The “Pat Venditte Rule”

Happy Birthday to Pat Venditte! . . . . . . . . . . Who is Pat Venditte?

Pat Venditte is a relief pitcher in the Yankees minor league system. Pat started the year in Double-A ball, but last month he was promoted to the Yankees Triple-A affiliate, the  Scranton/Wilkes-Barre RailRiders — so he is only a step away from the majors. This is interesting because Pat Venditte is a switch pitcher.


Pat was drafted in the 45th round by the Yankees in 2007 but did not sign. In 2008, the Yanks drafted Pat in the 20th round and signed him. In June, 2008, Benjamin Hill, writing for, detailed Pat’s first minor league appearance — “With two outs and a runner on first in the bottom of the ninth inning, switch-hitter Ralph Henriquez came to the plate representing the Brooklyn Cyclones’ last hope. What resulted was a moment of high comedy: Henriquez entered the batters box batting right-handed, so Venditte switched his glove to his left hand. Henriquez then decided to bat lefty, so Venditte switched his glove back to his right. And on and on it went.”

In order to resume play, the umpire eventually made the batter bat right-handed, and Venditte pitched right-handed and struck him out. Obviously, a new rule was needed.

Basically, the new rule (new in 2008), says that the pitcher must commit, then the batter. But after one pitch, either player may change once and stay that way for the duration of the at bat.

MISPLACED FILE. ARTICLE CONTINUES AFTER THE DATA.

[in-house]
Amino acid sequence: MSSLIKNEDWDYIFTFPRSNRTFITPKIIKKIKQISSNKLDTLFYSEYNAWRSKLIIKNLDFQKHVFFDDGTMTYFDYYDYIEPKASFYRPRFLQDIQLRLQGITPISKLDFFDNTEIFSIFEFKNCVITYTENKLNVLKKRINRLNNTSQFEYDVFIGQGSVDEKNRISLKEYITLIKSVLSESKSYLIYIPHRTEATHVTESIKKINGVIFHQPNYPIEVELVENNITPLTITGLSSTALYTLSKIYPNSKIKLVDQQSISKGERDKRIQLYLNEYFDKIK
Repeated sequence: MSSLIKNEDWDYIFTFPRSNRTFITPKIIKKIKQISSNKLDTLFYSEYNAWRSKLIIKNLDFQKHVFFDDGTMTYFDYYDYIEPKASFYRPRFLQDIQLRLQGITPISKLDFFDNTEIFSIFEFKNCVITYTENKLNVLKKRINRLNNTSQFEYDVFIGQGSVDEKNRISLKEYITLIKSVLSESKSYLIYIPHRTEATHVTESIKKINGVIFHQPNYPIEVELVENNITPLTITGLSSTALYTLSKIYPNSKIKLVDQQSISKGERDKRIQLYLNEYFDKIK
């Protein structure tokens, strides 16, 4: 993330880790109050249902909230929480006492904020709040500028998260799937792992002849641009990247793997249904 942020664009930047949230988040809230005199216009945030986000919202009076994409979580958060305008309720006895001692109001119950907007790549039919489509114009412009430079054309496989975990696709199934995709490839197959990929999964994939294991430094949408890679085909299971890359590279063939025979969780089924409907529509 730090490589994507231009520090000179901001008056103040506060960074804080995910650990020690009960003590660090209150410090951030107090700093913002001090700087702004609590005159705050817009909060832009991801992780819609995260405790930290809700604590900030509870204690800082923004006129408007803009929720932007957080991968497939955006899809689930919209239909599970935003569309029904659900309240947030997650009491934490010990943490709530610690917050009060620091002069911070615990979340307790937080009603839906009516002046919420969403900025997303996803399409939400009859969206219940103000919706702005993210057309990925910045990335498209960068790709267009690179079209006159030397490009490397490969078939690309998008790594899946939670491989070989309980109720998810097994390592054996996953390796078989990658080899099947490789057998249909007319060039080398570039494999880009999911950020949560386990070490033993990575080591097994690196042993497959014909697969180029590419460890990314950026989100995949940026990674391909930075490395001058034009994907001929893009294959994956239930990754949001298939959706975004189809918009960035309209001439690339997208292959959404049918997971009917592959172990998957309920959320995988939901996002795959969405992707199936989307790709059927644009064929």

The rules for ambidextrous pitchers —

  1. The pitcher must visually indicate to the umpire, batter and runner(s) which way he will begin pitching to the batter. Engaging the rubber with the glove on a particular hand is considered a definitive commitment to which arm he will throw with. The batter will then choose which side of the plate he will bat from.
  2. The pitcher must throw one pitch to the batter before any “switch” by either player is allowed.
  3. After one pitch is thrown, the pitcher and batter may each change positions one time per at-bat. For example, if the pitcher changes from right-handed to left-handed and the batter then changes batter’s boxes, each player must remain that way for the duration of that at-bat (unless the offensive team substitutes a pinch hitter, and then each player may again “switch” one time).
  4. Any switch (by either the pitcher or the batter) must be clearly indicated to the umpire.
  5. There will be no warm-up pitches during the change of arms.
  6. If an injury occurs the pitcher may change arms but not use that arm again during the remainder of the game.

Pat Venditte Glove


Pat has a 6-finger glove, which fits either hand.

The Railriders web site lists Pat as a left-handed pitcher, but I checked with the team and he stills pitches with both hands. Also (no surprise) Pat is a switch-hitter.

I noticed that Pat wears number 13. I’m sure the Yankees are hoping that 13 will be available next year (No A-Rod). Finally, if the White Sox ever acquire Pat, Hawk will not need to come up with a nickname — It’s El Pulpo, (The Octopus).

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